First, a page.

For generations, the State of Zhao continued to fight for power and land until finally being defeated and decimated by the State of Qin (which lead to the birth of the Qin Dynasty in 221 B.C.).

Kenpo / Kempo / Quan Fa / Chuan Fa

China quán fǎ
Japan kenpou
Kenpo / Kempo / Quan Fa / Chuan Fa Vertical Wall Scroll

This form of martial arts can be translated in several ways. Some will call it "fist principles" or "the way of the fist," or even "law of the fist." The first character literally means fist. The second can mean law, method, way, principle or Buddhist teaching.

Kempo is really a potluck of martial arts. Often a combination of Chinese martial arts such as Shaolin Kung Fu with Japanese martial arts such as Karate, Jujutsu (Jujitsu), Aikido, and others. You may see the term "Kempo Karate" which basically means Karate with other disciplines added. In this way, Kempo becomes an adjective rather than a title or school of martial arts.

These facts will long be argued by various masters and students of Kempo. Even the argument as to whether it should be spelled "kenpo" or "Kempo" ensues at dojos around the world (the correct Romaji should actually be "kenpou" if you precisely follow the rules).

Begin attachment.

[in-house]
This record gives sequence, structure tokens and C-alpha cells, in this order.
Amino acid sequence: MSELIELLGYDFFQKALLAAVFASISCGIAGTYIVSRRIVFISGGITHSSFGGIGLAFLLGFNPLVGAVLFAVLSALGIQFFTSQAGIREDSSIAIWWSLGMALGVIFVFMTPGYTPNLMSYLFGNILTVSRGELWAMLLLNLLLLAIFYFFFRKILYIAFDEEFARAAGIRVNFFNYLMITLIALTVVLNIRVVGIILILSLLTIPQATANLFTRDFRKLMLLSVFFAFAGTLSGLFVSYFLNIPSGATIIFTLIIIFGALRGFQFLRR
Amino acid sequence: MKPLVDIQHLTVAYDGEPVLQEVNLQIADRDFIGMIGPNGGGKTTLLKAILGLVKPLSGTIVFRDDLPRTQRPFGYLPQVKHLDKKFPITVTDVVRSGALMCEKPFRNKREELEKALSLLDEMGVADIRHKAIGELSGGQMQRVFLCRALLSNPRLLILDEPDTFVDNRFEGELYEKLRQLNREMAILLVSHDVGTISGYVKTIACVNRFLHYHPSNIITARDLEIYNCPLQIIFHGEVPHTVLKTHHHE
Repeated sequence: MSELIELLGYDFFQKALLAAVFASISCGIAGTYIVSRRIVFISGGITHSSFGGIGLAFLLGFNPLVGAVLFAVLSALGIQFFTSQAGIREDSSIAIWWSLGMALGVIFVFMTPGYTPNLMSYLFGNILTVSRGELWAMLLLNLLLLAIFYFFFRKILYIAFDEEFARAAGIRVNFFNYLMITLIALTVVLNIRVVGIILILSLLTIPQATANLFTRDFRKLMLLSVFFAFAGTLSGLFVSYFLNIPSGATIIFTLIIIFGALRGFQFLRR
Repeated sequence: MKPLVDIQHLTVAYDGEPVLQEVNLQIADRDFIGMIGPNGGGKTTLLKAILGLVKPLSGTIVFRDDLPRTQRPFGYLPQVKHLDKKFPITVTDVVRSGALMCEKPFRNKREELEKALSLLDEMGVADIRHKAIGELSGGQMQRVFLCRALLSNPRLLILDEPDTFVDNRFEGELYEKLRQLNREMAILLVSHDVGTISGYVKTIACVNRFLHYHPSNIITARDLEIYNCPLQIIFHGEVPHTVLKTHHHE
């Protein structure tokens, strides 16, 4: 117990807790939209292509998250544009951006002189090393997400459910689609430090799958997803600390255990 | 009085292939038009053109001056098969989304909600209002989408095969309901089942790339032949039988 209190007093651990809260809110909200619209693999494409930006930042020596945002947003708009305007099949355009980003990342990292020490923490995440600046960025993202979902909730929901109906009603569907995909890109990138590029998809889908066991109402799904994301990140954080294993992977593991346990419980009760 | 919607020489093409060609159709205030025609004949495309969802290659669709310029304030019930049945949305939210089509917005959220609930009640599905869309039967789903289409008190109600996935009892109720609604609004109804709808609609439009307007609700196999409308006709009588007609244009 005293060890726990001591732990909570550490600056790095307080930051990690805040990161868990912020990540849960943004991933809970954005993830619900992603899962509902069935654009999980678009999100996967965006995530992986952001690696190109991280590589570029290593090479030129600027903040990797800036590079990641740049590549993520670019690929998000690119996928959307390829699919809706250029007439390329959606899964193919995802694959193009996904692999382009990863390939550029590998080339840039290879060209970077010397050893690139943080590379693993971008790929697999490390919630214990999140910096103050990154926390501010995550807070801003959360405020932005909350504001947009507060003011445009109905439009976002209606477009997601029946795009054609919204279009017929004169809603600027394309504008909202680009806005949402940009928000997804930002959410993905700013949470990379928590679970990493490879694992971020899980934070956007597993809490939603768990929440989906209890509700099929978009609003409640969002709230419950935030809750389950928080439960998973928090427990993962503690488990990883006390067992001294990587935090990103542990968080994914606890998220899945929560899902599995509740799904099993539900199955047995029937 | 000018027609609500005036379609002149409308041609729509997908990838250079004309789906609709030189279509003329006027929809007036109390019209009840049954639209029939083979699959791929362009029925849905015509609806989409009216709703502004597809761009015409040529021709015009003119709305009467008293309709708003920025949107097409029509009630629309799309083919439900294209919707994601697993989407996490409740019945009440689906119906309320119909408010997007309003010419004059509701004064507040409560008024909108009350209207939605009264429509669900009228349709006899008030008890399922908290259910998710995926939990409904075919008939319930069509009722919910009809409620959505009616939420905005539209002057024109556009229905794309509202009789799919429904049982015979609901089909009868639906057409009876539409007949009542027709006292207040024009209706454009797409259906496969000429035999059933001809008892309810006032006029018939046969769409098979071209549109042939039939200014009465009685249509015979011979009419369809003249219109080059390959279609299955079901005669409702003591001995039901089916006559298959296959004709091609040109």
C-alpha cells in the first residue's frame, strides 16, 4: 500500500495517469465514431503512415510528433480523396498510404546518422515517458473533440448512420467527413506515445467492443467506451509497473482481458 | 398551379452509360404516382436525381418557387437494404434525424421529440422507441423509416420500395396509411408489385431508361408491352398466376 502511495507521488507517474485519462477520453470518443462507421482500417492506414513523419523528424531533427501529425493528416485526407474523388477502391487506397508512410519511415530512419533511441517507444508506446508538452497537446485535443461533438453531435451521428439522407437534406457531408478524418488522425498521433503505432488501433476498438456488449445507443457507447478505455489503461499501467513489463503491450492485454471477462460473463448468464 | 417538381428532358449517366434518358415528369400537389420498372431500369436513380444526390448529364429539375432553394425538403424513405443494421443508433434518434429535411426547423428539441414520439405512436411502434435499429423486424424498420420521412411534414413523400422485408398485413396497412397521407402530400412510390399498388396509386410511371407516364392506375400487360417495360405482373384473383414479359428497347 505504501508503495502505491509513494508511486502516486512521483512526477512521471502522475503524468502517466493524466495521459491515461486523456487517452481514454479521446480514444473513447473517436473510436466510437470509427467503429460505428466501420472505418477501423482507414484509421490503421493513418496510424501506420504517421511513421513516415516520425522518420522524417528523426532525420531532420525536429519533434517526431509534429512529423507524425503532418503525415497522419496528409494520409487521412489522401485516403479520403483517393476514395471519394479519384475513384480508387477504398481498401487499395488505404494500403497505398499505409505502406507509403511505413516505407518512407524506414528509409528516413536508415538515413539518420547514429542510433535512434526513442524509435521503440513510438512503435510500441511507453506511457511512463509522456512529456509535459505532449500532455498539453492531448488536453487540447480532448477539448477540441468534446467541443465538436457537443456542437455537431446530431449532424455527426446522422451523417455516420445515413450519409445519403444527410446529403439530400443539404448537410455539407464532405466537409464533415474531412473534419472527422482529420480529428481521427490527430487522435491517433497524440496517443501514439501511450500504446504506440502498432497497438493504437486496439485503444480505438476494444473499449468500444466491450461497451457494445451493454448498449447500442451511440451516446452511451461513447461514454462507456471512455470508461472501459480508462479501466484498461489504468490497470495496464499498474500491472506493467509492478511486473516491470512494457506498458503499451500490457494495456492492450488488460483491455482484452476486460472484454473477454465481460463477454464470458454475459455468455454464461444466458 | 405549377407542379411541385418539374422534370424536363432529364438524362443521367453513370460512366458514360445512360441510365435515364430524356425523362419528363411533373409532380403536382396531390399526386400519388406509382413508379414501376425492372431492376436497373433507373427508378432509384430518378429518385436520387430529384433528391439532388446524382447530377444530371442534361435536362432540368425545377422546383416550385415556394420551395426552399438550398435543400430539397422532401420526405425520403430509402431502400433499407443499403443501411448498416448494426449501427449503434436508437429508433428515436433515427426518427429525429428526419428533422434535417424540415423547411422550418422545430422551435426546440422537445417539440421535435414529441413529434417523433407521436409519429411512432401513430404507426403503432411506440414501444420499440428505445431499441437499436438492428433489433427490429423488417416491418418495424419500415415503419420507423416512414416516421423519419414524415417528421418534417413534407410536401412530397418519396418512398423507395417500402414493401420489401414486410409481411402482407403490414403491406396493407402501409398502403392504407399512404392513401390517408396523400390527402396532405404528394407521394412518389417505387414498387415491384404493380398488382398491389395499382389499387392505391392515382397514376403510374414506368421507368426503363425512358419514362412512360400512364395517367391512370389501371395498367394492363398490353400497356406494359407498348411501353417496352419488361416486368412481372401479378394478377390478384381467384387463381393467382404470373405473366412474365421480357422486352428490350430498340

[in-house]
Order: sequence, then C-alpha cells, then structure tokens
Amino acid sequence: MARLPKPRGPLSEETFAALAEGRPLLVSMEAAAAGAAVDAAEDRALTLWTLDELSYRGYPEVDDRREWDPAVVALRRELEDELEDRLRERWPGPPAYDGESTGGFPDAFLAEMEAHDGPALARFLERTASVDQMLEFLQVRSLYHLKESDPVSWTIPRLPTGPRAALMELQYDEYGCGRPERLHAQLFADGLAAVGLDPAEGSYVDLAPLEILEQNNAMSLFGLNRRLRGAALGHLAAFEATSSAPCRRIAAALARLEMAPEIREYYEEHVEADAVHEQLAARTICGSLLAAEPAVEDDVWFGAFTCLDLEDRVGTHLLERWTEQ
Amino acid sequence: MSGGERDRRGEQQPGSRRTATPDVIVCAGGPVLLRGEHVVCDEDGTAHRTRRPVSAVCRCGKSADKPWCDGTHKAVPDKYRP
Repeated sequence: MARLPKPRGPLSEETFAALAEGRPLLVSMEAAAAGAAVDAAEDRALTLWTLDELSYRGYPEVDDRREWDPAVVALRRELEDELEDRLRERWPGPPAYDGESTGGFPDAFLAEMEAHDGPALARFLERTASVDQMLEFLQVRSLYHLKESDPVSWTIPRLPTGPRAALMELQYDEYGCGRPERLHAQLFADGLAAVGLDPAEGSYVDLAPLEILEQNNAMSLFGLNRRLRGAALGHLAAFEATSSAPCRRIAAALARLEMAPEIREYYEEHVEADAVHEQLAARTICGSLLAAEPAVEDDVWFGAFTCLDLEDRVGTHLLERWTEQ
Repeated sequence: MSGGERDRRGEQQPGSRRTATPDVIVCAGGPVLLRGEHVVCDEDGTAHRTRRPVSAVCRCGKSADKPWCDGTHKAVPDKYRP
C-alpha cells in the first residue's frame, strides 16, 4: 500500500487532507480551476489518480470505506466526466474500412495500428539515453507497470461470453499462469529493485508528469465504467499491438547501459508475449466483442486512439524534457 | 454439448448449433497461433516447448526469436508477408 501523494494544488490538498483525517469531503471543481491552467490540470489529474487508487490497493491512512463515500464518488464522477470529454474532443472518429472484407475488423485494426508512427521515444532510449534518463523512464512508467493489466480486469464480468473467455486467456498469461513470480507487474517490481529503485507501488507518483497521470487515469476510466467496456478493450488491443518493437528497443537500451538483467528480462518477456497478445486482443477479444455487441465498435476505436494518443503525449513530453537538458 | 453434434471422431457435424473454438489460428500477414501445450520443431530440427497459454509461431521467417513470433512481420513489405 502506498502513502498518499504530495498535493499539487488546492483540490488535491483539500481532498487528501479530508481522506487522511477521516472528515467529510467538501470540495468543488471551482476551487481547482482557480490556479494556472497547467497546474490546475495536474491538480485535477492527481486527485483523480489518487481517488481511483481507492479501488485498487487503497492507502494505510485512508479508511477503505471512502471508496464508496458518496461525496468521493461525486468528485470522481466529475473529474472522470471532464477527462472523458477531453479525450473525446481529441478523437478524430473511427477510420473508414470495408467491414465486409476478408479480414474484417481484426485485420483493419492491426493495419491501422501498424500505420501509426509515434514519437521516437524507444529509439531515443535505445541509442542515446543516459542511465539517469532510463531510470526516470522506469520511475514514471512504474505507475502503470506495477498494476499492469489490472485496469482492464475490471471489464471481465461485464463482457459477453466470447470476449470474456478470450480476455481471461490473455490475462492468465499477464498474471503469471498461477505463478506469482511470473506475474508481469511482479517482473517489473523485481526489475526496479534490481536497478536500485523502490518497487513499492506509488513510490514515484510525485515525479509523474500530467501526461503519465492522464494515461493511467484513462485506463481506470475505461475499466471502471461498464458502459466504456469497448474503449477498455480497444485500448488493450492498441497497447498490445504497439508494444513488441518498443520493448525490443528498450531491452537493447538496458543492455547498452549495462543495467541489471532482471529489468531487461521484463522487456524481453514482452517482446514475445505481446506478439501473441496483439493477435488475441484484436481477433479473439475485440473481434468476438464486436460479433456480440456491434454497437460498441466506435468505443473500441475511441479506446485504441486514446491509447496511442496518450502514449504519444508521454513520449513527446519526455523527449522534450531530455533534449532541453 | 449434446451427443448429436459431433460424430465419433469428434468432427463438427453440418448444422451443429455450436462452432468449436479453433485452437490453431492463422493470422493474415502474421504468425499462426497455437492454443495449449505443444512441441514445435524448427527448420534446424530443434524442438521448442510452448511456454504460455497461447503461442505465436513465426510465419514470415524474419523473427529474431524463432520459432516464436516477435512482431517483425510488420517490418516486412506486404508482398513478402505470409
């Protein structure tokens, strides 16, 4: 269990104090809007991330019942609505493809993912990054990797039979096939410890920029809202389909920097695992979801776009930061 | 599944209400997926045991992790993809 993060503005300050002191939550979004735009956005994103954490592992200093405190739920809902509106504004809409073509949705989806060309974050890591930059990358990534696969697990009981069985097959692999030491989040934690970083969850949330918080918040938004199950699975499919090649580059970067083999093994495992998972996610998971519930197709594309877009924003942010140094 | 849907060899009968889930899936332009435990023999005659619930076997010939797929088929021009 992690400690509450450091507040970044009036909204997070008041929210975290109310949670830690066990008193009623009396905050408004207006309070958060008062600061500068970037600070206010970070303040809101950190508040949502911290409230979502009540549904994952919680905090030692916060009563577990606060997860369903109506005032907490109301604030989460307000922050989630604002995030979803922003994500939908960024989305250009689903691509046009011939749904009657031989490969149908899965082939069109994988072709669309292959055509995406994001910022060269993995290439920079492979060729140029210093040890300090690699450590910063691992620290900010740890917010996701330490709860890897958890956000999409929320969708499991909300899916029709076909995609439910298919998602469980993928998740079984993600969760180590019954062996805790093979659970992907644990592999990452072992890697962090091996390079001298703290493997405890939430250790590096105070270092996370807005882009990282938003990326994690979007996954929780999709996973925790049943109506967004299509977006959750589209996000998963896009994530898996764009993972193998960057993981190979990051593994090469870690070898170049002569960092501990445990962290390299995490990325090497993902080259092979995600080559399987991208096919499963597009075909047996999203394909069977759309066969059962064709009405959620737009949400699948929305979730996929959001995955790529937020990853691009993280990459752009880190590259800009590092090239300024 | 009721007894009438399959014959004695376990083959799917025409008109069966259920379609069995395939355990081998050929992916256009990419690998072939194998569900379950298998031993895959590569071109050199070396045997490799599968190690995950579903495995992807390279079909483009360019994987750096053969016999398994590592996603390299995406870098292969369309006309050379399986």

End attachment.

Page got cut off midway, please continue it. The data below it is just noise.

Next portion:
The benefit of Kempo is that the techniques are easier to learn and master compared to pure Kung Fu (wu shu). Students are often taught basic Karate moves, kicks, and punches before augmenting the basic skills with complex Kung Fu techniques. This allows students of Kempo achieve a level where they can defend themselves or fight in a relatively short amount of time (a few years rather than a decade or more).

Because the definition of this word is so fluid, I should make some notes here:

1. Purists in Okinawa will claim that "Okinawa Kenpo" or "Ryukyu Hon Kenpo" is the original and true version of this martial art from the old kingdom. There is actually little or no connection between Okinawa Kenpo and the way the word is used elsewhere.